WWW
« Reply #3 on: January 14, 2002, 04:16:51 AM »

Precisely.

The ugliest, most terribly clunky implementation might look something like this:

The Picking Locks Table
roll 1d6 for most important factor
1 - Time
2 - Quality of lock vs tools
3 - One's skill
4 - One's emotional state
5 - One's companions
6 - Outside circumstance

Everway is a Fortune-forward game.  Castle Falkenstein's magic system is Fortune-forward, if I recall it correctly.

-Vincent
Logged
Joe Murphy (Broin)
Member

Posts: 178


« Reply #4 on: January 14, 2002, 10:12:40 AM »

Quote from: lumpley


The ugliest, most terribly clunky implementation might look something like this:

The Picking Locks Table
roll 1d6 for most important factor
1 - Time
2 - Quality of lock vs tools
3 - One's skill
4 - One's emotional state
5 - One's companions
6 - Outside circumstance



Ooh. There is a game that does this. Er. I can't remember which one.

Am I thinking of Immortal, 1st edition? I vaguely remember that the dice you rolled for your skill were opposed by range dice, visibility dice, perhaps the enemy's dodging dice. That seems similar.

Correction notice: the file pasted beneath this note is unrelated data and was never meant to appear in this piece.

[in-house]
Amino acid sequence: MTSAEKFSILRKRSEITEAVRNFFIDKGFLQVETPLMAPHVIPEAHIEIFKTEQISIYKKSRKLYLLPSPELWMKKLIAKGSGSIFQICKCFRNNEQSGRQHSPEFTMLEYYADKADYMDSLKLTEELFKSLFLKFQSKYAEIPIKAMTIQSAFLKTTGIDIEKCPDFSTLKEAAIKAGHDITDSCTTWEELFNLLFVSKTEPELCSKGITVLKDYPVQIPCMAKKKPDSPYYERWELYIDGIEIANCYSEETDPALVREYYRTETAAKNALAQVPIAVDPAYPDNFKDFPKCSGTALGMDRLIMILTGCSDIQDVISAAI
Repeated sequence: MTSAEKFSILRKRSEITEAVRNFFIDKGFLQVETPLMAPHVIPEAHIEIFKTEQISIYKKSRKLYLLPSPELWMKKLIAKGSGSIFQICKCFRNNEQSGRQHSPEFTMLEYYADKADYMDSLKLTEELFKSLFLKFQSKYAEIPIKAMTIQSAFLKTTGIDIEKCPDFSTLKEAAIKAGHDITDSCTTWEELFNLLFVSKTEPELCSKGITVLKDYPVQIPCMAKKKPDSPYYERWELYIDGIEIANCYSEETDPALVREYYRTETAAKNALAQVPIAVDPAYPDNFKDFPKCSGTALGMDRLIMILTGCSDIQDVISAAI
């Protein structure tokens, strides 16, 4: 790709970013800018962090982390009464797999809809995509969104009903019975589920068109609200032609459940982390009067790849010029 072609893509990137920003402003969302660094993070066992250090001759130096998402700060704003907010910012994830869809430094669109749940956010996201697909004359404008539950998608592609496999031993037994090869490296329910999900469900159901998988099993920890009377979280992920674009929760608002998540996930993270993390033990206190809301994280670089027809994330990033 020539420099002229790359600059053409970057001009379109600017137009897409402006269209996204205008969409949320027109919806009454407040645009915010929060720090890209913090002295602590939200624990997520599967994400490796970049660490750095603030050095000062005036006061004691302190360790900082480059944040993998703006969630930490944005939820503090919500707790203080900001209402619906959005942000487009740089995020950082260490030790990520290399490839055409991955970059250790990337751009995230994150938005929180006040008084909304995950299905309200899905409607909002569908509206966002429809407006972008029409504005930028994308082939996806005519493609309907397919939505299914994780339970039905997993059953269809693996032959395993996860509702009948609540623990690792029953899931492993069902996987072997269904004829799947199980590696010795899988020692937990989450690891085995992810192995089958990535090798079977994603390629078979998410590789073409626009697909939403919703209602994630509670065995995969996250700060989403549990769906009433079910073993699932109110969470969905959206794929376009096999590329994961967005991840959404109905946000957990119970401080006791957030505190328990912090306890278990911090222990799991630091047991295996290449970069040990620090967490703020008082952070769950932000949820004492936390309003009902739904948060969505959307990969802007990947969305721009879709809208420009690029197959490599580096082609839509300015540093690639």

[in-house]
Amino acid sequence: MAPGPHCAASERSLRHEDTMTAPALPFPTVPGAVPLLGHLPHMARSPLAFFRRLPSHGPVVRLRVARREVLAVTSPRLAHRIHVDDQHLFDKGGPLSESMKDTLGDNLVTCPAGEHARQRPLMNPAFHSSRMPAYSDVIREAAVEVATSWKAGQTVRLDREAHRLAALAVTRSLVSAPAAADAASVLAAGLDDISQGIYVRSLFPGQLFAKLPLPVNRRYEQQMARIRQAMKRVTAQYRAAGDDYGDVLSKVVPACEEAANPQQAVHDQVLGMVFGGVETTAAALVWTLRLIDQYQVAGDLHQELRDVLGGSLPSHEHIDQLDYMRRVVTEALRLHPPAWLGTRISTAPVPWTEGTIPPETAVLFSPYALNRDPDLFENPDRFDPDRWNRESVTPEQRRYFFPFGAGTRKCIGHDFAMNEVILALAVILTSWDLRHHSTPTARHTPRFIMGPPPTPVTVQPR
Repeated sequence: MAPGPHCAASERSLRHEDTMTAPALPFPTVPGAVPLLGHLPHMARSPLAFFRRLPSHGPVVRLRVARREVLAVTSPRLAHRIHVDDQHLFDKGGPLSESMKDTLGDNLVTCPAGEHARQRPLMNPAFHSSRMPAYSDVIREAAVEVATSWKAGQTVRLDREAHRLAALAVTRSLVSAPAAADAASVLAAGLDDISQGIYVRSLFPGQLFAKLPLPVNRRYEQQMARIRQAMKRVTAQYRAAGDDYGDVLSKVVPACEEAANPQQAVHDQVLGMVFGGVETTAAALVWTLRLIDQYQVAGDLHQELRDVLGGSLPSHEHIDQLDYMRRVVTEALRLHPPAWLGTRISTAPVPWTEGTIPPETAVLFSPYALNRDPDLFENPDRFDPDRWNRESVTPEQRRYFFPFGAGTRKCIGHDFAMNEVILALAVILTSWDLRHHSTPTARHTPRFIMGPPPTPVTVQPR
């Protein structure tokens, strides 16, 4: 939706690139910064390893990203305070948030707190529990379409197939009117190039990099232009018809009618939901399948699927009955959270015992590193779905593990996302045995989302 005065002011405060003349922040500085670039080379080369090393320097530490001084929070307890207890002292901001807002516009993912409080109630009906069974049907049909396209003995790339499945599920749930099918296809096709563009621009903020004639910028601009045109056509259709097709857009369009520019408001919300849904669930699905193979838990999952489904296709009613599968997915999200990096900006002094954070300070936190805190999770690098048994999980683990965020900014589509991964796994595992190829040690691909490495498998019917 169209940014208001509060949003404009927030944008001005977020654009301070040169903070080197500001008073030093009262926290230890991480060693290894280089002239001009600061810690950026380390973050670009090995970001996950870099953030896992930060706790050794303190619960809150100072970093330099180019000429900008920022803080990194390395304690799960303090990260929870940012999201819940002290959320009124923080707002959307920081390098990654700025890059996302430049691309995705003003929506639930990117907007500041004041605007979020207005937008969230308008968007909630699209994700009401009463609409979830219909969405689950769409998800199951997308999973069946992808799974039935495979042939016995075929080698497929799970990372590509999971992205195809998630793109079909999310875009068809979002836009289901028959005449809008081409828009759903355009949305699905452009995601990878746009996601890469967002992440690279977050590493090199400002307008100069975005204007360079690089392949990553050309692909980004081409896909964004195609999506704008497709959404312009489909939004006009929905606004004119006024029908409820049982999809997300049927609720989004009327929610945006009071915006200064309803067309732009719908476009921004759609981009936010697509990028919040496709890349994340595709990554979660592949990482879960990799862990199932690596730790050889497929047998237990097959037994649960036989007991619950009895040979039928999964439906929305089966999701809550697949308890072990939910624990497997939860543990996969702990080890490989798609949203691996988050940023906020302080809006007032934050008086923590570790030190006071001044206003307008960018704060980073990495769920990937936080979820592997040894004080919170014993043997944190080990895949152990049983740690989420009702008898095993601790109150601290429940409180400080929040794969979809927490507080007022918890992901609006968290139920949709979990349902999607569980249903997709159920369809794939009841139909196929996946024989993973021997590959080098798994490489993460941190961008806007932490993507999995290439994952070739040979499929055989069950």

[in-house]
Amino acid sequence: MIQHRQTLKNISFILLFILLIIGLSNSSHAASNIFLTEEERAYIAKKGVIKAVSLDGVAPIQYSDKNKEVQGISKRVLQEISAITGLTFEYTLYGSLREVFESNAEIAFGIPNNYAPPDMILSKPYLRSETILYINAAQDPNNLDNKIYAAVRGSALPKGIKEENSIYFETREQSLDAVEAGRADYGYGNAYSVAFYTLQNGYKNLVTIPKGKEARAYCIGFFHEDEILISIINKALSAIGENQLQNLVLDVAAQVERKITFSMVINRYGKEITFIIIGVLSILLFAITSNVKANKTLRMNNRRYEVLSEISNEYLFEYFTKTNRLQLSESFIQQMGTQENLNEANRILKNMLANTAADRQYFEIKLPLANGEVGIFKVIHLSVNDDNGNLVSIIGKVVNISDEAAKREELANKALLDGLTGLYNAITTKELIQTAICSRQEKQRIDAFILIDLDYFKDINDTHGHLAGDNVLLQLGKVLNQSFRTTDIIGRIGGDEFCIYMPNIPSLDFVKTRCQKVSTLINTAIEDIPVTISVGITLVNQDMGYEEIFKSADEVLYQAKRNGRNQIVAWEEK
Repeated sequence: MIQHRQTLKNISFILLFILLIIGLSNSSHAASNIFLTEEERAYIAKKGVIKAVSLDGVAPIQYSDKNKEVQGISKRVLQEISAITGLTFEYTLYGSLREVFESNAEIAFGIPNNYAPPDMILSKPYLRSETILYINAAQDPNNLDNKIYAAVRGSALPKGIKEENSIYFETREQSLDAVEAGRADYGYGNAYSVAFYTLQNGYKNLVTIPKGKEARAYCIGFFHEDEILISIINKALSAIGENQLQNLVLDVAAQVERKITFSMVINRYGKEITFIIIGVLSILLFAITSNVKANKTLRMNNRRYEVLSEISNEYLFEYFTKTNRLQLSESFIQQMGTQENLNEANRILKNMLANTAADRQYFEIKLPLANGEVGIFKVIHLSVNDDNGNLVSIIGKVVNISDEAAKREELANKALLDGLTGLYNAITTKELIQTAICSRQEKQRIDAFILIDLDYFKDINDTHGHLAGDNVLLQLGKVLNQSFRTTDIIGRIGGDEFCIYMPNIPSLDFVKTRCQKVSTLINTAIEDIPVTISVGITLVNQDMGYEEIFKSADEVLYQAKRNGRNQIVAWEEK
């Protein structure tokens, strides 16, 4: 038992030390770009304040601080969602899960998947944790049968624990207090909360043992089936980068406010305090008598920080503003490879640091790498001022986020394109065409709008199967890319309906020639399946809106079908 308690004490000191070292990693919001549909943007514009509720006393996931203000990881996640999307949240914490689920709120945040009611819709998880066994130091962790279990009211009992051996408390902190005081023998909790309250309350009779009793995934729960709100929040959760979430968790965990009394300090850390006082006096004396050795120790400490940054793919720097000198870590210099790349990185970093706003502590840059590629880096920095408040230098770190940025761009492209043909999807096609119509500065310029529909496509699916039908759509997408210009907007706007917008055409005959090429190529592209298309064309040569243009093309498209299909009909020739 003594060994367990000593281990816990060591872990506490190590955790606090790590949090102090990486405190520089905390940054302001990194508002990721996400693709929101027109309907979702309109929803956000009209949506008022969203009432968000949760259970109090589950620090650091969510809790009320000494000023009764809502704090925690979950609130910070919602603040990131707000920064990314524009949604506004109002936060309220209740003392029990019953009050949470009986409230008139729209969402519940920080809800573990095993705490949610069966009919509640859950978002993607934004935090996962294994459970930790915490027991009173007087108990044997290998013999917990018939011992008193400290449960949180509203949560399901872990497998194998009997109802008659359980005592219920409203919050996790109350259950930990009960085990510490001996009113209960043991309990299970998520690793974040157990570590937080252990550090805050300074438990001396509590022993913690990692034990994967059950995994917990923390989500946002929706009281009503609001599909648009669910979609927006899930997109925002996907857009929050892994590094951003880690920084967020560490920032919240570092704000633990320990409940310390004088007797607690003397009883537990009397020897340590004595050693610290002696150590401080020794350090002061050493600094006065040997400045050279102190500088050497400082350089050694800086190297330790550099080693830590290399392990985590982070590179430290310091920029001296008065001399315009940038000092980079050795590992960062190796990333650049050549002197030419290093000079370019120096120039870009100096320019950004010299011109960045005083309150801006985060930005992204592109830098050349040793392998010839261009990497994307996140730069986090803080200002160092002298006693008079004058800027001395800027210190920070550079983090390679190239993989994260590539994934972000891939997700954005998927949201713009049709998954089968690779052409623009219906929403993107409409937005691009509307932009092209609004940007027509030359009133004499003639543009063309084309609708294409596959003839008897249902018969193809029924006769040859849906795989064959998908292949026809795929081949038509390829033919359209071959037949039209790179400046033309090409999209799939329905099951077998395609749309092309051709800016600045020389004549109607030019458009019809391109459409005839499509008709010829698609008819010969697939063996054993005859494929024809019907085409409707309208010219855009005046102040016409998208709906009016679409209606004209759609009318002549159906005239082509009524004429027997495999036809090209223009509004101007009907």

Now if only Ron wrote a big cross-referenced database of every RPG since 1975, analysing every rules mechanic, setting, premise...

Joe.
Logged
lumpley
Administrator
Member
*
Posts: 3453


WWW
« Reply #5 on: January 14, 2002, 10:46:41 AM »

The most important thing is that you don't have a Time stat, or an Emotional State stat, or an Outside Circumstance stat.  The mechanics tell you what matters, and then you figure out what happens based on what's going on in the game world.  (Otherwise it's just Fortune at the End, only more work to get there.)

That's where it connected to Description-Based for me.  "Huh, my Emotional State?  I hadn't thought about it, but I guess I'm feeling kind of edgy, and seeing that cop earlier, I know it was nothing but I can't help thinking back to it... Doesn't look too good, friends."  You don't need any quantified attributes at all to make this kind of system work.  "What matters is my skill?  Nice.  Everybody knows I'm the best mufun b&e man in ... uh ... this goes over ... hold on ... damn!  Broke my damn lockpick!"